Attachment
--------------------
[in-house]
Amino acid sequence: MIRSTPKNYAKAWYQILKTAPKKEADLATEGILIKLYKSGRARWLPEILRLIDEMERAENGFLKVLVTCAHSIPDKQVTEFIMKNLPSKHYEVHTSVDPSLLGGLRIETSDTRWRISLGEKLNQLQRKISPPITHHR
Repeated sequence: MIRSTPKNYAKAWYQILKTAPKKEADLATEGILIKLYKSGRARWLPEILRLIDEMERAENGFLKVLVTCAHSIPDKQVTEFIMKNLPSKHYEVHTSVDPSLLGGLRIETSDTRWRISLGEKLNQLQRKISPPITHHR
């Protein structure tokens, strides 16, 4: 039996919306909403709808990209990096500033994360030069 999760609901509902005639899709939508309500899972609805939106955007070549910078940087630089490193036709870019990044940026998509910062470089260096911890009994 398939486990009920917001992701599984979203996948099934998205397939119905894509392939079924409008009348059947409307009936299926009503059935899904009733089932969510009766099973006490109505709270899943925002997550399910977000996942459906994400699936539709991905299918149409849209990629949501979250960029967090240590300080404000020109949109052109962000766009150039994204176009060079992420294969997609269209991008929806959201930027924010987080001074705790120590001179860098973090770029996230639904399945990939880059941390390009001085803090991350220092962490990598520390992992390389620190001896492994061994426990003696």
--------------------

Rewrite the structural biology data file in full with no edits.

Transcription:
[in-house]
Amino acid sequence: MIRSTPKNYAKAWYQILKTAPKKEADLATEGILIKLYKSGRARWLPEILRLIDEMERAENGFLKVLVTCAHSIPDKQVTEFIMKNLPSKHYEVHTSVDPSLLGGLRIETSDTRWRISLGEKLNQLQRKISPPITHHR
Repeated sequence: MIRSTPKNYAKAWYQILKTAPKKEADLATEGILIKLYKSGRARWLPEILRLIDEMERAENGFLKVLVTCAHSIPDKQVTEFIMKNLPSKHYEVHTSVDPSLLGGLRIETSDTRWRISLGEKLNQLQRKISPPITHHR
């Protein structure tokens, strides 16, 4: 039996919306909403709808990209990096500033994360030069 999760609901509902005639899709939508309500899972609805939106955007070549910078940087630089490193036709870019990044940026998509910062470089260096911890009994 398939486990009920917001992701599984979203996948099934998205397939119905894509392939079924409008009348059947409307009936299926009503059935899904009733089932969510009766099973006490109505709270899943925002997550399910977000996942459906994400699936539709991905299918149409849209990629949501979250960029967090240590300080404000020109949109052109962000766009150039994204176009060079992420294969997609269209991008929806959201930027924010987080001074705790120590001179860098973090770029996230639904399945990939880059941390390009001085803090991350220092962490990598520390992992390389620190001896492994061994426990003696």